Blood Clots—A Threat For Women Using Pills?

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A research has reported a proof that a particular non-oral contraceptive holds an elevated threat of complicated blood clot than the other non-oral contraceptives. The results recommend that few women must switch from a non-oral product to a contraceptive medicine to aid in reducing their threat. Many researchers have observed the threat of venous thrombosis in females using oral contraceptive pills; however few researches have ascertained the threat in users of non-oral hormonal contraceptive. These products now more persistently generate hormones into the human body to avert pregnancy.

How was the research conducted?

A team which was led by Professor Hvind Lidegaard, reviewed the data collected based on non-hormonal contraceptive consumption and first ever venous thrombosis in almost all non-pregnant Danish women who fell in the age bracket of 15-49 years from the year 2001 to 2010. All these females had no track of either blood clot neither of the cancer ahead the research initiated. Many factors which could have influenced the conclusions, including educational level and age, were considered. The findings are dependent on 9 429 128 volunteers of which around 3 434 were confirmed to be detected of the initial venous thrombosis were tracked.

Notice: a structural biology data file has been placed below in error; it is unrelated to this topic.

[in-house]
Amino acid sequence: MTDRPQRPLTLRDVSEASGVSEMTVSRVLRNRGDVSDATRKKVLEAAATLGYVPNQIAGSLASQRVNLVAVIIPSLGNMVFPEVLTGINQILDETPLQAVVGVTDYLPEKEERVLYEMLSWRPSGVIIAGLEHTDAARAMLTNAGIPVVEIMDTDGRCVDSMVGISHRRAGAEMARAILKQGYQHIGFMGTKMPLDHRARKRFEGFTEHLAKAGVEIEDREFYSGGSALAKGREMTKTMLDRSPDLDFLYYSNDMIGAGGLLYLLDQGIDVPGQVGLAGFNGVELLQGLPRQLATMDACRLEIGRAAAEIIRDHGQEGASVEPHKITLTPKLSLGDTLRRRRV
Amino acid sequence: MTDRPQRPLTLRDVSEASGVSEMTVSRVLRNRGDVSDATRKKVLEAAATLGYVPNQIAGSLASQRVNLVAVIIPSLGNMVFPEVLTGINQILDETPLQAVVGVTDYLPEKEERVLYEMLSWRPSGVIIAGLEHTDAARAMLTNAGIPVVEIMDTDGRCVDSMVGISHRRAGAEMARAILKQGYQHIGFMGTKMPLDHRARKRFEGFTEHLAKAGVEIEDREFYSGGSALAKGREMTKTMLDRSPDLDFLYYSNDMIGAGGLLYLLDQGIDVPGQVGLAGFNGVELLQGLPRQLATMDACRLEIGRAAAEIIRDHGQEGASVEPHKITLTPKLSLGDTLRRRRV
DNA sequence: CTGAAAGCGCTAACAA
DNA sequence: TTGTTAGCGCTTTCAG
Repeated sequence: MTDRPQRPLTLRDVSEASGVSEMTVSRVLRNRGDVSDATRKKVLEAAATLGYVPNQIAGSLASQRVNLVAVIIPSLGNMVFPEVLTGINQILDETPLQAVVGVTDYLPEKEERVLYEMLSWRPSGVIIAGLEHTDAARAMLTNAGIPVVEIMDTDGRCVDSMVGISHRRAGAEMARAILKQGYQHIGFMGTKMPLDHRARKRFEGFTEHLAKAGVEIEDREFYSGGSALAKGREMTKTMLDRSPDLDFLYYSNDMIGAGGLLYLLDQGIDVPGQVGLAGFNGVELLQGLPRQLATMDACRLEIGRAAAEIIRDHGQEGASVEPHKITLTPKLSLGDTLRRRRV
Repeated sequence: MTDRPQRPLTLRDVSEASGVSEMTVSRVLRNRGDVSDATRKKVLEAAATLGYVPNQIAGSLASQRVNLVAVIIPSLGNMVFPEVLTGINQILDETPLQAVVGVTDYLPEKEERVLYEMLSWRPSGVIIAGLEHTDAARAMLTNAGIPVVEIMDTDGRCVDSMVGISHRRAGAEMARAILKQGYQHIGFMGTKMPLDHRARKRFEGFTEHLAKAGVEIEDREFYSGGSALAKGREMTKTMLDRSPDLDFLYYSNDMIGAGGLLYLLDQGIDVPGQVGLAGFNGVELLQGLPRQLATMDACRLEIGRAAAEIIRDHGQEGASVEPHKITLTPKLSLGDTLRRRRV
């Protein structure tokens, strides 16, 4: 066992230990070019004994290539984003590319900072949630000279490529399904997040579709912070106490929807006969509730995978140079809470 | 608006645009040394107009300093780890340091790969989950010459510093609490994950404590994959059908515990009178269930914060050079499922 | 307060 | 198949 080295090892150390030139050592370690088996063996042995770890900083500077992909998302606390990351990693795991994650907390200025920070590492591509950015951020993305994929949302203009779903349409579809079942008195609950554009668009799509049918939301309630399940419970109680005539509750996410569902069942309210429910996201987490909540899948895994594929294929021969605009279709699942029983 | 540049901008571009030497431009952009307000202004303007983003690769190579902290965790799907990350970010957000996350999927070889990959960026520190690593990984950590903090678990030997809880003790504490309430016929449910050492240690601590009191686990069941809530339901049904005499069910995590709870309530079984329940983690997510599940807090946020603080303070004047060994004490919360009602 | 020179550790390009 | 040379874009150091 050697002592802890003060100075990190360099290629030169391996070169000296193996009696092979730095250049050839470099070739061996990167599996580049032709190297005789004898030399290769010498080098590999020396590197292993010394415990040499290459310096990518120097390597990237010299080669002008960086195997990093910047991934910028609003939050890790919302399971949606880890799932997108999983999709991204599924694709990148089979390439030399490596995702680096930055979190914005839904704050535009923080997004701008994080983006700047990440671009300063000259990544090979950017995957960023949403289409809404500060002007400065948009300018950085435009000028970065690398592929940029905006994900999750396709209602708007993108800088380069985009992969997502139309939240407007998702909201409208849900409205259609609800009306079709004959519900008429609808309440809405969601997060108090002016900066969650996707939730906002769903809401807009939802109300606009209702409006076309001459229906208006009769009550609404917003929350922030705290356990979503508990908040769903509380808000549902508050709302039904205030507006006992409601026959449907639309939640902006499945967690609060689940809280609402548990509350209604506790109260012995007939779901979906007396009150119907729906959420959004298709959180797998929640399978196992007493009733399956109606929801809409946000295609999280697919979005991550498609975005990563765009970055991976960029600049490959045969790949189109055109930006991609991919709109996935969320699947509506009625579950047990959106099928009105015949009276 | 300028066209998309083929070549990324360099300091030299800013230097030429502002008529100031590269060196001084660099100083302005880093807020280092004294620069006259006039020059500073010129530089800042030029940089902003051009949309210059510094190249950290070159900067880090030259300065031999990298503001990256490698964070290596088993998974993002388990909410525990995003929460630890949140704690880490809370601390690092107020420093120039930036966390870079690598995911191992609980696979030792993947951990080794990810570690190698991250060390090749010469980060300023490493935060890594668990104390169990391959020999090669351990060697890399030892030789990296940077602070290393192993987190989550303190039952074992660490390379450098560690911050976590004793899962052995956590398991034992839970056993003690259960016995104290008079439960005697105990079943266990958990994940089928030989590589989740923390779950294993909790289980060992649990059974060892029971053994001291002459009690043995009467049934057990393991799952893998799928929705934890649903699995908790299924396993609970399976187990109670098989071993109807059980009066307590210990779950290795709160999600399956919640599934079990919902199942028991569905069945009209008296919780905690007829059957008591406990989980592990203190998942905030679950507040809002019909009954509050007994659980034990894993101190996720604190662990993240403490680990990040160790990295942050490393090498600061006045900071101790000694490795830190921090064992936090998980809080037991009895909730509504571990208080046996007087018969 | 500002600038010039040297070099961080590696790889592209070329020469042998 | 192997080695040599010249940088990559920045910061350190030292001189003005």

Threat of venous thrombosis:

The threat of venous thrombosis amid the females who did not make use of any kind of hormonal contraceptive and those fell in the age bracket of 15-49 were on mean 10000 exposures each year. Females consuming combined oral contraceptive drug which contained hormone levonorgestrel had 3 times augmented threat. When contrasted to the non-users of the similar age, the females who made use of the skin patch had 8 times augmented threat. Unlike combined drugs, no decrease in threat was witnessed with the prolonged use of patch or drug.



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